Spring has sprung in the Valley of the Sun and things are heating up in Phoenix. I wanted to say a special thank you to all of you that stopped by our booth at the Long Beach ISS Show. I counted 15 of you who came by. We had a fantastic show and looking forward to the East Coast version in Atlantic City, March 17th through 19th. You will find us in booth 524. It has been way too long since we were on the East Coast and I can’t wait to see some of you guys again.
For this months blog I want to discuss a topic we use all of the time at Qdigitizing, Pull Comp. While Pull Comp is not a very sexy topic it is critically important in quality embroidery. If you aren’t a programmer or commercial embroiderer it might not be important to understand all of the technical detail related to Pull Comp but it is really good to have a basic understanding of what Pull Comp is and how it impacts your embroidery projects.
Before anything else is said about Push Pull Compensation (commonly referred to as Pull Comp) it should be understood that Pull Comp should never be used as a crutch for poor programming technique or a panacea to correct all design problems. It doesn’t work that way. Furthermore, it should be understood manually programmed Pull Comp should be used proactively to prevent conditions (like poor design registration) from happening and then Auto Pull Comp Tools should be used to edit for minor design flaws or tweaks to improve overall design appearance.
With all of that said you might be asking, “What is Pull Comp and why is it important?” Pull Comp is the term programmers use to describe techniques used to compensate for the tendencies of fabric to push and pull while being embroidered. Pull Compensation is necessary to offset the tendencies of your fabric to Push Out and/or Pull In depending on the type of stitches being used, how various design elements interact with each other, the fabric being embroidered and any backing solution used. Pull Comp requirements will change if any of these factors (and others) change.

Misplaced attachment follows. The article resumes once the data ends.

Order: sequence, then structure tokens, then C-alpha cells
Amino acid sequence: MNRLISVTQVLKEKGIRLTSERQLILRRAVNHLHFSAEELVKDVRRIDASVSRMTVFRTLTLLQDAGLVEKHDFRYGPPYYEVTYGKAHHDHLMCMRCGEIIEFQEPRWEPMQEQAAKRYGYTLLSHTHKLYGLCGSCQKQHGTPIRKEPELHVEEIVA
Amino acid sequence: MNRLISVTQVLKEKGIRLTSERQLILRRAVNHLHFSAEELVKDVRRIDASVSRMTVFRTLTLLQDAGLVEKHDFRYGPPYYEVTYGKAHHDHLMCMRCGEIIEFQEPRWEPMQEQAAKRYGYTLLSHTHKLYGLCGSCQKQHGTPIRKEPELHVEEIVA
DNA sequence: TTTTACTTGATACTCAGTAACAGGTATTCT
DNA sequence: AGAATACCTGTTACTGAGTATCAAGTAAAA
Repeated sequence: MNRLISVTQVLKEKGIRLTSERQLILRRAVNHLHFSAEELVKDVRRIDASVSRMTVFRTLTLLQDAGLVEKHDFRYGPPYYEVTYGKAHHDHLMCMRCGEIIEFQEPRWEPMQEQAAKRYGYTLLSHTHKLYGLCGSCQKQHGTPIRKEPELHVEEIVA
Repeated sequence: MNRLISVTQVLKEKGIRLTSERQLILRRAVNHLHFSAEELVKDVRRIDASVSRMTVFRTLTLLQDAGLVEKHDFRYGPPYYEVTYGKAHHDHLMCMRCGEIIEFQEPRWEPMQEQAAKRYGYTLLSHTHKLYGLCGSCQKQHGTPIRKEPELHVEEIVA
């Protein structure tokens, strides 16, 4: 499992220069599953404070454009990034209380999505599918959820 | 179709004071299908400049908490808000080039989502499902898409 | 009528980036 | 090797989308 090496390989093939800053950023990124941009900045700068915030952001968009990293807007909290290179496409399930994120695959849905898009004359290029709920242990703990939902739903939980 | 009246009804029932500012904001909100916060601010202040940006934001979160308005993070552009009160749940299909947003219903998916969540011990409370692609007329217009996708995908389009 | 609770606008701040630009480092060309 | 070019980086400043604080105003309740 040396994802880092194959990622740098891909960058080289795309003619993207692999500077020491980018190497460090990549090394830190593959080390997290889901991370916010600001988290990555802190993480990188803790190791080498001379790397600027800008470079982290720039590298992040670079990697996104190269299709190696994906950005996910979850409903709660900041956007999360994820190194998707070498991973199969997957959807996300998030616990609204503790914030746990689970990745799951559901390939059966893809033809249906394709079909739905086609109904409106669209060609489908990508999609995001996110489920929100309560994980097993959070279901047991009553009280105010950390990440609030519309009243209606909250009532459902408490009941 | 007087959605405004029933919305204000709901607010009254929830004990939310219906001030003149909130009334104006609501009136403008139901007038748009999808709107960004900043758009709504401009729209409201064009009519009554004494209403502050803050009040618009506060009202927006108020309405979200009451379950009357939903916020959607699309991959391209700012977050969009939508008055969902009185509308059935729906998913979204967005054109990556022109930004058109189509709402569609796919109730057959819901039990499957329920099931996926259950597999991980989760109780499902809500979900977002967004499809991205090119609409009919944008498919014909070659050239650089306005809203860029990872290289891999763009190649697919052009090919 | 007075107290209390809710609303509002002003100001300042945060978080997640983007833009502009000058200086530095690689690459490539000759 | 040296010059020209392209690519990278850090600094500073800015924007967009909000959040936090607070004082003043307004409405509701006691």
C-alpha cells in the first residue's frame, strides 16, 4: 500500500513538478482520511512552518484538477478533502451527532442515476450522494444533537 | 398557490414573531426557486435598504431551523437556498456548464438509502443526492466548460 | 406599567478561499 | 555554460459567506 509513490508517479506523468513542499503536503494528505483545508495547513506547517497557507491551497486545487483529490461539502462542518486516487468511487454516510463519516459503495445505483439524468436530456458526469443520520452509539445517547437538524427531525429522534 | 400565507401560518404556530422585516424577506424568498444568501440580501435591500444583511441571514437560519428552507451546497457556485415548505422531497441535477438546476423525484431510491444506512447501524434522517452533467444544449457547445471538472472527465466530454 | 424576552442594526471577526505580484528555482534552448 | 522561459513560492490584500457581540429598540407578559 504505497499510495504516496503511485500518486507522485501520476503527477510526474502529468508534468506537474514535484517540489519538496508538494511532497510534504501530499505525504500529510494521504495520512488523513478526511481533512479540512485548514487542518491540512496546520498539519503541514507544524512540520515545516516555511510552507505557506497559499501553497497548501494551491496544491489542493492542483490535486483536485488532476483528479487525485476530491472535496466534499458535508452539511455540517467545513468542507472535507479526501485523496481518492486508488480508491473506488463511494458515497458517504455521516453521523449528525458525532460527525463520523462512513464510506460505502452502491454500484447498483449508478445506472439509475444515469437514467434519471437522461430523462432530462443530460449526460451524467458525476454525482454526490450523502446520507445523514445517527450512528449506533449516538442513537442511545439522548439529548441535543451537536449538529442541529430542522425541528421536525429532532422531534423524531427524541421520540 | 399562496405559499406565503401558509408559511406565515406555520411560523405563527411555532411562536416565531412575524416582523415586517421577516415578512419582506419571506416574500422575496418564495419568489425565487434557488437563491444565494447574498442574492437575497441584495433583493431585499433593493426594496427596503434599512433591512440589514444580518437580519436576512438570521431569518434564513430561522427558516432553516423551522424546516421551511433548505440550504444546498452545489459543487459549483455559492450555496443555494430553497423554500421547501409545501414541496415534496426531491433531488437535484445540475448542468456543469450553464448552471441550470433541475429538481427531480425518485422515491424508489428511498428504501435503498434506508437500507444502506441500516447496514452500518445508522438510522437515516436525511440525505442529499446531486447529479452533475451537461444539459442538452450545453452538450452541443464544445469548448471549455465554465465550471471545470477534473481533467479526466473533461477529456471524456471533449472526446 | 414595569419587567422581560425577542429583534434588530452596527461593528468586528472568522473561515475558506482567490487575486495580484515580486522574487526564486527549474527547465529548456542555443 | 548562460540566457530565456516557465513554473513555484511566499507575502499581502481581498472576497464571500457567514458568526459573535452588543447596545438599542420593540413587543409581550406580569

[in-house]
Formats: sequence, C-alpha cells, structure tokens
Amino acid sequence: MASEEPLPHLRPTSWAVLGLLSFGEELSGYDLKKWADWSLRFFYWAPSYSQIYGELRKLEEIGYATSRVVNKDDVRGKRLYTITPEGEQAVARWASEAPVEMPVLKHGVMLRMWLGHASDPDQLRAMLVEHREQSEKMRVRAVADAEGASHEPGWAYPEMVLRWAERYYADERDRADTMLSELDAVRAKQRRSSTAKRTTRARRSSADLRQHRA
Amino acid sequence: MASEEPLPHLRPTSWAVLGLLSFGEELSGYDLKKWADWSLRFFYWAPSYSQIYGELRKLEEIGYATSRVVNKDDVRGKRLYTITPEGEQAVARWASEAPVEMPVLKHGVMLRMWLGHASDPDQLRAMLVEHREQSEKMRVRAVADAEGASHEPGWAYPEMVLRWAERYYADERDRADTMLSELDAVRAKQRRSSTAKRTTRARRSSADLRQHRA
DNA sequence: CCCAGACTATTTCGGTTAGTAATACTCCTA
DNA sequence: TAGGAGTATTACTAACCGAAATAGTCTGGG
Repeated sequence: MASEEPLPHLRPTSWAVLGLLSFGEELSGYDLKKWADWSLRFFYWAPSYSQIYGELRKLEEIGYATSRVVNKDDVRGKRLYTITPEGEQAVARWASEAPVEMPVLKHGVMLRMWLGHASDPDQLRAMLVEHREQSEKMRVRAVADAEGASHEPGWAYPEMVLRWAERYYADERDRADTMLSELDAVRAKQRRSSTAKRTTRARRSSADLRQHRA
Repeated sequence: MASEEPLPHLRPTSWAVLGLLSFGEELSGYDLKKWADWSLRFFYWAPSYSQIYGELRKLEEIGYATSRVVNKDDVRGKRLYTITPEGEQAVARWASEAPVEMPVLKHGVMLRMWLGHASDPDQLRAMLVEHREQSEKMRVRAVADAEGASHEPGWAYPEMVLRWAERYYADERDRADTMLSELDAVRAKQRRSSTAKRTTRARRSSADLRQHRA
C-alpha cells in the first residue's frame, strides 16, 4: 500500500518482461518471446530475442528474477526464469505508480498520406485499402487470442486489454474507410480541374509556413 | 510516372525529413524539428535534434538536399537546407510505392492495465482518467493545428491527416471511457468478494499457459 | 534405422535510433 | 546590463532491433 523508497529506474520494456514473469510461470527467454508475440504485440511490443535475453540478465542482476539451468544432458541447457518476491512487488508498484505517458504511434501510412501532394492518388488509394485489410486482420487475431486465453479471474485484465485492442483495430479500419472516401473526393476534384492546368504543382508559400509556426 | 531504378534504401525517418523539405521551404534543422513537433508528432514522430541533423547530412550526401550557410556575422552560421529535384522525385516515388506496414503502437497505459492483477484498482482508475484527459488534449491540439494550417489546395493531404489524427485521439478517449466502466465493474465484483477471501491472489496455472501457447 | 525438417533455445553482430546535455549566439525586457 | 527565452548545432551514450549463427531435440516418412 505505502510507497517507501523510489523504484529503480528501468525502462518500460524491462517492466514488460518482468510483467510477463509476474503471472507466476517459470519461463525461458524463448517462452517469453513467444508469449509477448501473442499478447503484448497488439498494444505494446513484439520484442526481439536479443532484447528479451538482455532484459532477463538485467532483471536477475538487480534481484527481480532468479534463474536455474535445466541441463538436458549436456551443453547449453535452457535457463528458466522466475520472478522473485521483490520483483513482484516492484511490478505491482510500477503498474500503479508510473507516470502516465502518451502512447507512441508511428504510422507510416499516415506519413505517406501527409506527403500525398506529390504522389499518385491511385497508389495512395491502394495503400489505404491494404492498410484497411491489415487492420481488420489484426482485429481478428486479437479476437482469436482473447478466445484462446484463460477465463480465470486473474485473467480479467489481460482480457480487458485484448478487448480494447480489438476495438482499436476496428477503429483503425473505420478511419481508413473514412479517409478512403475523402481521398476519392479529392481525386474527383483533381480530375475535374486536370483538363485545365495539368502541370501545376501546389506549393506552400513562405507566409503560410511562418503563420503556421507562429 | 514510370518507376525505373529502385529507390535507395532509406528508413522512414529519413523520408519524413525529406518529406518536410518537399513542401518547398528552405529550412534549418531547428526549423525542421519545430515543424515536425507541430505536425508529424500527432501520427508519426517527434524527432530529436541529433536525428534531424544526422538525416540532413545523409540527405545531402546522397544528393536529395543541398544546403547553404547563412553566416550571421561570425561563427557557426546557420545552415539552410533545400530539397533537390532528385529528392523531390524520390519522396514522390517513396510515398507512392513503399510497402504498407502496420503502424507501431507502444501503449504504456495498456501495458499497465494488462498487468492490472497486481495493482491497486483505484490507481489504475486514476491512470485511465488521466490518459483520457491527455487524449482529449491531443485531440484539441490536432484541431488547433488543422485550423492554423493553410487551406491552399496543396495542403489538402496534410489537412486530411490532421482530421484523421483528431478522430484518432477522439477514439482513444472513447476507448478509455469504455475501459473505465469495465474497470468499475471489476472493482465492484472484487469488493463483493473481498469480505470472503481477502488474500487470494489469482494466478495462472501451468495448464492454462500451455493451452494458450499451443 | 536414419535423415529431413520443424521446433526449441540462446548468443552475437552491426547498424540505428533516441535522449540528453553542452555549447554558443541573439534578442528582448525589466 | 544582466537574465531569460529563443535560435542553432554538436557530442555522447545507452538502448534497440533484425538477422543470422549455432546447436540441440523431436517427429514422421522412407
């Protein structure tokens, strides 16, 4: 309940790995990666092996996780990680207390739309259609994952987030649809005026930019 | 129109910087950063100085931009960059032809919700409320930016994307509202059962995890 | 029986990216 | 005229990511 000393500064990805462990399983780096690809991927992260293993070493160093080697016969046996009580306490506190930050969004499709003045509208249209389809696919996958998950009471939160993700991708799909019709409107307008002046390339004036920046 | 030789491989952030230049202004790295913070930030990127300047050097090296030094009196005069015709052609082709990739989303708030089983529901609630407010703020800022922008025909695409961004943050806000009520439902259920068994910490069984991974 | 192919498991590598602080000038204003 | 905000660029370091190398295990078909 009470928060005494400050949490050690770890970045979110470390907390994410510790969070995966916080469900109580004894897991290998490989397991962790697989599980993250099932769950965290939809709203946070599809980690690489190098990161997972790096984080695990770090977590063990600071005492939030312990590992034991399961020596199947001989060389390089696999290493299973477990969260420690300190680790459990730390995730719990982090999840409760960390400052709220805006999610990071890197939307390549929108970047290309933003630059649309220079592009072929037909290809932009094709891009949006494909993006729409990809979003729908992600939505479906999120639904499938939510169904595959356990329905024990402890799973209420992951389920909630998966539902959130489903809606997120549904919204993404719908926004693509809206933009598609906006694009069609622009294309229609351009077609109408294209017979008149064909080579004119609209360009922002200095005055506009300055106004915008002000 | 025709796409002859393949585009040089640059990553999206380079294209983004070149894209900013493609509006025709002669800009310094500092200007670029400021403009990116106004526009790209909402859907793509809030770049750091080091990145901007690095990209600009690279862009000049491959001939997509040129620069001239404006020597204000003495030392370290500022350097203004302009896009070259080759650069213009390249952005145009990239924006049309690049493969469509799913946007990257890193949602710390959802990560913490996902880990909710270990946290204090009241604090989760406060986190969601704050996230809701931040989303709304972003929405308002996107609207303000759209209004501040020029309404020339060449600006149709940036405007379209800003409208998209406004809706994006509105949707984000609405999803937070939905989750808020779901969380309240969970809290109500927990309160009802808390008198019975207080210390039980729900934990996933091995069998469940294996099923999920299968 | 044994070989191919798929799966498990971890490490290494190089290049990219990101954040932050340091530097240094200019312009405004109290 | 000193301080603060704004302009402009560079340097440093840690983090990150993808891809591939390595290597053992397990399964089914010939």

My point is not to overcomplicate the issue but Pull Comp is complicated and understanding why it is important is in a way almost as important as the proper use of Pull Comp. Looking closely at Image 1 you can see two areas where design registration is off. In the area noted black arrows the fill in the design has PUSHED outside the “line” the designer has programmed. In the area circled the stitches have “pulled in.” The result is poor design registration and a design rejected by the customer.
The solution for this problem is pretty easy by using a setting in the software to add width to the blue column that traps the white fill, see Image 2.
In this case all that was necessary to correct the registration problem was to add 30% Pull Comp(ensation) to the blue border, see Image 3. This change adds 30% additional width to the column allowing the border to better capture the white fill underneath. When using more sophisticated software it is also possible to tell the software to bias the Pull Comp to one side or the other of center. Other more advanced features are also available for the more seasoned programmer.